Can doxycycline cause polyneuropathy?
It has been known for decades that tetracyclines may induce pseudotumour cerebri [1
]. A recent report from the World Health Organization Collaborating Centre for International Drug Monitoring drew attention to several reports on depression and aggressive reaction associated with doxycycline. Otherwise, neurotoxicity is very rare with the use of tetracyclines [2
]. I would like to report a self‐experienced case of peripheral neuropathy from doxycycline.
I have suffered considerably from bronchopneumonias over the past 25 years and for that reason I have taken a large number of courses of antibiotics. Because of a severe pruritus reaction to a cephalosporin 15 years ago, I had for the past 10 years kept to doxycycline 100 mg daily when I experienced symptoms of lower airway infection. Thorough investigations by my colleagues in pulmonology, allergology and immunology, aimed at explaining my repeated infections, revealed only a positive metacholine test, indicative of asthma, and a somewhat reduced ability to respond with delayed hypersensitivity in the skin. In autumn 1997, I took two courses of doxycycline. During that period I also experienced persistent numbness in my feet. As I was at that time only 61 years old, I thought it was an unfair early start to growing old. In January 1998, I again experienced the early symptoms of bronchopneumonia and once again started with doxycycline. After only 2 or 3 days I noticed that the numbness accelerated markedly. The numbness was also associated with a low threshold for muscle cramps in the feet. I then realized that my symptoms could be caused by the doxycycline medication, and immediately changed to ciprofloxacin, which I have since used for my new febrile airway episodes.
During the following weeks I noticed a slight improvement, but after the first few weeks the symptoms persisted without any clear tendency towards improvement.
When no spontaneous improvement of the symptoms had occurred after 1.5 years, I turned to a neurologist for help.
He found that the history and physical findings of reduced vibration sensitivity and a dry, chapped skin, suggested anhidrosis and polyneuropathy. A wide range of laboratory tests revealed no causative factor for the neuropathy, except a positive test for antibodies to glycolipid GQ1b, suggesting an autoimmune mechanism of the reaction. My symptoms have now persisted unchanged for 4 years.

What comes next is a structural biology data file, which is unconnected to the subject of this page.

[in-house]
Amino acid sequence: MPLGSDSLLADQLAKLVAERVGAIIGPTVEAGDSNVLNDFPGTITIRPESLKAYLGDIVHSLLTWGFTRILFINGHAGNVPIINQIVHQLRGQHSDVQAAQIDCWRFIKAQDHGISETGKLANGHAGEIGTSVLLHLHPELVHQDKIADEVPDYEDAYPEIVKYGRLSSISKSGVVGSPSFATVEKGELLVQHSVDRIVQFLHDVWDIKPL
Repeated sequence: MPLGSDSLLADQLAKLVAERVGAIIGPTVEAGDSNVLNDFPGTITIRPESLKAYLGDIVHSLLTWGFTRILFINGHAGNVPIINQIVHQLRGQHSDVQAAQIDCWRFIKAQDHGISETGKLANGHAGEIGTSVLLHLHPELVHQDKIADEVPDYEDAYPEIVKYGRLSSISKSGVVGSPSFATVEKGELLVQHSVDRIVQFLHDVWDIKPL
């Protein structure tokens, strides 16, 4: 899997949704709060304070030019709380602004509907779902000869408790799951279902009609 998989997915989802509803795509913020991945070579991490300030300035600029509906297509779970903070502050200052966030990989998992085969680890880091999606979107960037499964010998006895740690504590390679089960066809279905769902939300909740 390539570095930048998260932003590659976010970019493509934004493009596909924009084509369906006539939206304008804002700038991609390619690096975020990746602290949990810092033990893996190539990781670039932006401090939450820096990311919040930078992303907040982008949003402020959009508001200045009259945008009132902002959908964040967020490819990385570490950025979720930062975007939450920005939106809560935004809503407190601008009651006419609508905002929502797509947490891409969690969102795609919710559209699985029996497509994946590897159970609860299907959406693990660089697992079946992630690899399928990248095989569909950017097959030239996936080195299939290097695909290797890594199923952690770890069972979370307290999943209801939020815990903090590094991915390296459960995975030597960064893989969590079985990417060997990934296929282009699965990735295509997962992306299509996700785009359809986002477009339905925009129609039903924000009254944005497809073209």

In view of the close temporal relationship with the aggravation of the symptoms, as well as the fact that no further progression of the symptoms occurred after stopping the medication, I feel it reasonable that I have been a victim of what I suppose is a doxycycline‐related polyneuropathy.
A search for an association between doxycycline and polyneuropathy failed to identify any documented cases in the literature. An inquiry made to the Swedish Adverse Drug Reactions Advisory Committee resulted in information about three cases of `paraesthesia’, two cases of `sensitivity disturbance’ and one case of `neuropathy’, in which causality had been considered possible. In some of the cases, intracranial hypertension seems a reasonable explanation of the symptoms, either because of the nature of the symptoms (a pricking sensation in different parts of the body) or because of the short duration of the symptoms after discontinuing treatment with doxycycline. In other cases, other contemporary drugs might also have been responsible for the symptoms. However, in one case polyneuropathy seems to have been a possible explanation for the symptoms: a man who experienced pain and paraesthesia in the feet, upper extremities and face after 2 weeks of treatment with doxycycline, 100 mg daily, for prostatitis. The symptoms began to wane 1 week after discontinuing treatment and disappeared completely 1 week later.
To conclude, I think these two cases make it probable that doxycycline may in rare instances induce polyneuropathy.
Anti-Inflammatory Properties of Low and High Doxycycline Doses: An In Vitro Study
Department of Clinical Medicine and Surgery, Section of Dermatology, University of Naples Federico II, Via S. Pansini 5, 80131 Naples, Italy
Received 13 January 2015; Accepted 25 March 2015
Academic Editor: Tânia Silvia Fröde
Copyright © 2015 Roberta Di Caprio et al. This is an open access article distributed under the Creative Commons Attribution License
, which permits unrestricted use, distribution, and reproduction in any medium, provided the original work is properly cited.
Doxycycline is used to treat infective diseases because of its broadspectrum efficacy. High dose administration (100 or 200 mg/day) is often responsible for development of bacterial resistances and endogenous flora alterations, whereas low doses (20–40 mg/day) do not alter bacteria susceptibility to antibiotics and exert anti-inflammatory activities. In this study, we wanted to assess the efficacy of both low and high doxycycline doses in modulating IL-8, TNF-α, and IL-6 gene expression in HaCaT cells stimulated with LPS. Three experimental settings were used, differing in the timing of doxycycline treatment in respect to the insult induced by LPS: pretreatment, concomitant, and posttreatment. Low doses were more effective than high doses in modulating gene expression of LPS-induced proinflammatory cytokines (IL-8, TNF-α, and IL-6), when added before (pretreatment) or after (posttreatment) LPS stimulation. This effect was not appreciated when LPS and doxycycline were simultaneously added to cell cultures: in this case high doses were more effective. In conclusion, our in vitro study suggests that low doxycycline doses could be safely used in chronic or acute skin diseases in which the inflammatory process, either constantly in progress or periodically recurring, has to be prevented or controlled.